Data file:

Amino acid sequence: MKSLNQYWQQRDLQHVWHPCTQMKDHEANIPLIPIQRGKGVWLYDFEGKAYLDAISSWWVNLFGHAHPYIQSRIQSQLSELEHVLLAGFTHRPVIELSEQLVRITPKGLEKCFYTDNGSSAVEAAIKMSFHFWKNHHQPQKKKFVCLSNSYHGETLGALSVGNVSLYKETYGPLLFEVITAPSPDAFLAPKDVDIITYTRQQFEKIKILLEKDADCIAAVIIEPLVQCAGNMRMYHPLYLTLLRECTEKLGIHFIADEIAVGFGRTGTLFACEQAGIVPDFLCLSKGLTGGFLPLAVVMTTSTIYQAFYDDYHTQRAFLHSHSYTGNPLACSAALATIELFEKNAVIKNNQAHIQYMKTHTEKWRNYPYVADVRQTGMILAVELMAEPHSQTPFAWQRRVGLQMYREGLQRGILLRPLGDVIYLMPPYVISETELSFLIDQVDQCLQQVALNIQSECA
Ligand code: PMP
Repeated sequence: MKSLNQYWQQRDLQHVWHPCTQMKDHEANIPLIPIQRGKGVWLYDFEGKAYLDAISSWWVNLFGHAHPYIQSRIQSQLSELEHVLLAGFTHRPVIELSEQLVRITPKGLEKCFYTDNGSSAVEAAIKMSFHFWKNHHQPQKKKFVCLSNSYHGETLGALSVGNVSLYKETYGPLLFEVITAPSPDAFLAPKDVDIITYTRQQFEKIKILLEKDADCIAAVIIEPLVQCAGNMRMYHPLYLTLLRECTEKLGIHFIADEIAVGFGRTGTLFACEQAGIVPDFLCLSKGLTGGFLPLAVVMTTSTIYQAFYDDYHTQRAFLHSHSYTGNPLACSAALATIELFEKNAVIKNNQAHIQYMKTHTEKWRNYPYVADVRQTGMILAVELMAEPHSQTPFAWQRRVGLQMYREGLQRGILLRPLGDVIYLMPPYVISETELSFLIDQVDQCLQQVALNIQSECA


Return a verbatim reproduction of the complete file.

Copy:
Amino acid sequence: MKSLNQYWQQRDLQHVWHPCTQMKDHEANIPLIPIQRGKGVWLYDFEGKAYLDAISSWWVNLFGHAHPYIQSRIQSQLSELEHVLLAGFTHRPVIELSEQLVRITPKGLEKCFYTDNGSSAVEAAIKMSFHFWKNHHQPQKKKFVCLSNSYHGETLGALSVGNVSLYKETYGPLLFEVITAPSPDAFLAPKDVDIITYTRQQFEKIKILLEKDADCIAAVIIEPLVQCAGNMRMYHPLYLTLLRECTEKLGIHFIADEIAVGFGRTGTLFACEQAGIVPDFLCLSKGLTGGFLPLAVVMTTSTIYQAFYDDYHTQRAFLHSHSYTGNPLACSAALATIELFEKNAVIKNNQAHIQYMKTHTEKWRNYPYVADVRQTGMILAVELMAEPHSQTPFAWQRRVGLQMYREGLQRGILLRPLGDVIYLMPPYVISETELSFLIDQVDQCLQQVALNIQSECA
Ligand code: PMP
Repeated sequence: MKSLNQYWQQRDLQHVWHPCTQMKDHEANIPLIPIQRGKGVWLYDFEGKAYLDAISSWWVNLFGHAHPYIQSRIQSQLSELEHVLLAGFTHRPVIELSEQLVRITPKGLEKCFYTDNGSSAVEAAIKMSFHFWKNHHQPQKKKFVCLSNSYHGETLGALSVGNVSLYKETYGPLLFEVITAPSPDAFLAPKDVDIITYTRQQFEKIKILLEKDADCIAAVIIEPLVQCAGNMRMYHPLYLTLLRECTEKLGIHFIADEIAVGFGRTGTLFACEQAGIVPDFLCLSKGLTGGFLPLAVVMTTSTIYQAFYDDYHTQRAFLHSHSYTGNPLACSAALATIELFEKNAVIKNNQAHIQYMKTHTEKWRNYPYVADVRQTGMILAVELMAEPHSQTPFAWQRRVGLQMYREGLQRGILLRPLGDVIYLMPPYVISETELSFLIDQVDQCLQQVALNIQSECA